Tracing the antiquity of Jewish alchemy with Alexie Glass-Kantor
- oil on canvas
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‘Amongst the backdrop of an art industry that can be riddled with drama, negativity and bitterness, someone will come along with care and compassion for artists. Alexie Glass-Kantor is such a person,’ says David Griggs.
‘I will not go into her achievements here as Wikipedia lists them all for you. I will tell you a story of a young curator who wrote about my work at the very start of my career. Twenty years later this young curator is now the executive director of Artspace in Sydney. Last year, during my one-year studio residency there, I became ill and had to take two months off. When I returned, Alexie and all the staff stepped up to make sure I was okay and to keep me working in a beautiful, positive environment. The level of care was unsurpassed.’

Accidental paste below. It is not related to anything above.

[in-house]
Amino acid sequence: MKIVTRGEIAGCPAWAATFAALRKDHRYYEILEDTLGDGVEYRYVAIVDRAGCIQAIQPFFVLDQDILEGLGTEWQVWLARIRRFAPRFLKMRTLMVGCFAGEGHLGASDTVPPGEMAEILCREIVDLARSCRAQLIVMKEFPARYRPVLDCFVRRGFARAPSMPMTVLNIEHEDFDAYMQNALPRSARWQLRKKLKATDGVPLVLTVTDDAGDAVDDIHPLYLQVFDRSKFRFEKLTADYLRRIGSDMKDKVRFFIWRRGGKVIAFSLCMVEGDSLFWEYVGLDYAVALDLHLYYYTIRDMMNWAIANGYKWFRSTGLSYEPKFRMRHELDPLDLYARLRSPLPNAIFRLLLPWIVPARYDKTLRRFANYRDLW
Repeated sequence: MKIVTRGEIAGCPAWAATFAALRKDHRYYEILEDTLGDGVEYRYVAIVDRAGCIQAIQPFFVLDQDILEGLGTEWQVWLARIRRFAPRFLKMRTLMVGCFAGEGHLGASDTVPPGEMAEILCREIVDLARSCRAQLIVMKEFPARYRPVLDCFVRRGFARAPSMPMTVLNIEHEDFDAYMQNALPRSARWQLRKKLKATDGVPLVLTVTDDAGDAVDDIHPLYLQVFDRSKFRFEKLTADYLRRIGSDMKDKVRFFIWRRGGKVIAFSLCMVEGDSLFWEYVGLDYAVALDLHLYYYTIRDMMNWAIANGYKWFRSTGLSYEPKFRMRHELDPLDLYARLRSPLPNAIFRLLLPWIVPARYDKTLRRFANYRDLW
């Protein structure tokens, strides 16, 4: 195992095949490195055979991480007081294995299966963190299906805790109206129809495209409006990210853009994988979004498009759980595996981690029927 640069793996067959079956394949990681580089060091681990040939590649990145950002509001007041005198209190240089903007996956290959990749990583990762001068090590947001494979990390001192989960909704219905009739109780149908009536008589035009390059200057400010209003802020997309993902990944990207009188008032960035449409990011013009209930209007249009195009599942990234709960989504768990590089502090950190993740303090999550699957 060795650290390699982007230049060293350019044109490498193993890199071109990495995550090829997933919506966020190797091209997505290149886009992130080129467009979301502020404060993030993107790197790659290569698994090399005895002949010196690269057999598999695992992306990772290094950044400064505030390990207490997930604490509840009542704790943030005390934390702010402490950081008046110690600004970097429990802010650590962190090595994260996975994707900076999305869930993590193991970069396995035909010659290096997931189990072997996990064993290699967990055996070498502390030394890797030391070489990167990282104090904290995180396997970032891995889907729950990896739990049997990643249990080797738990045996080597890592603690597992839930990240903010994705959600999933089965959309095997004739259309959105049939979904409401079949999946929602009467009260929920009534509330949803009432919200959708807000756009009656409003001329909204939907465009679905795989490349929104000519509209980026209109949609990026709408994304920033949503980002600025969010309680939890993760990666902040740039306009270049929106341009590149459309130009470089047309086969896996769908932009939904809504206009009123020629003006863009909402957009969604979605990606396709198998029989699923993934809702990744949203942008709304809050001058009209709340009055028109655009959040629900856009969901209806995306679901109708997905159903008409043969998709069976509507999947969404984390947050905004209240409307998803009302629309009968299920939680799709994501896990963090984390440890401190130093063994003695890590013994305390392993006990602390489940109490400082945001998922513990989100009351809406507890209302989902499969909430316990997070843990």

‘I wanted to paint Alexie as a thank you for looking out for me during a hard time. In turn, she allowed me into her own internal world in all its glory and pain. The painting you see is a mood, a free-flowing creative exchange between two humans, two friends.’
This is Griggs’ eighth time in the Archibald Prize. He is also a finalist in this year’s Sulman Prize.
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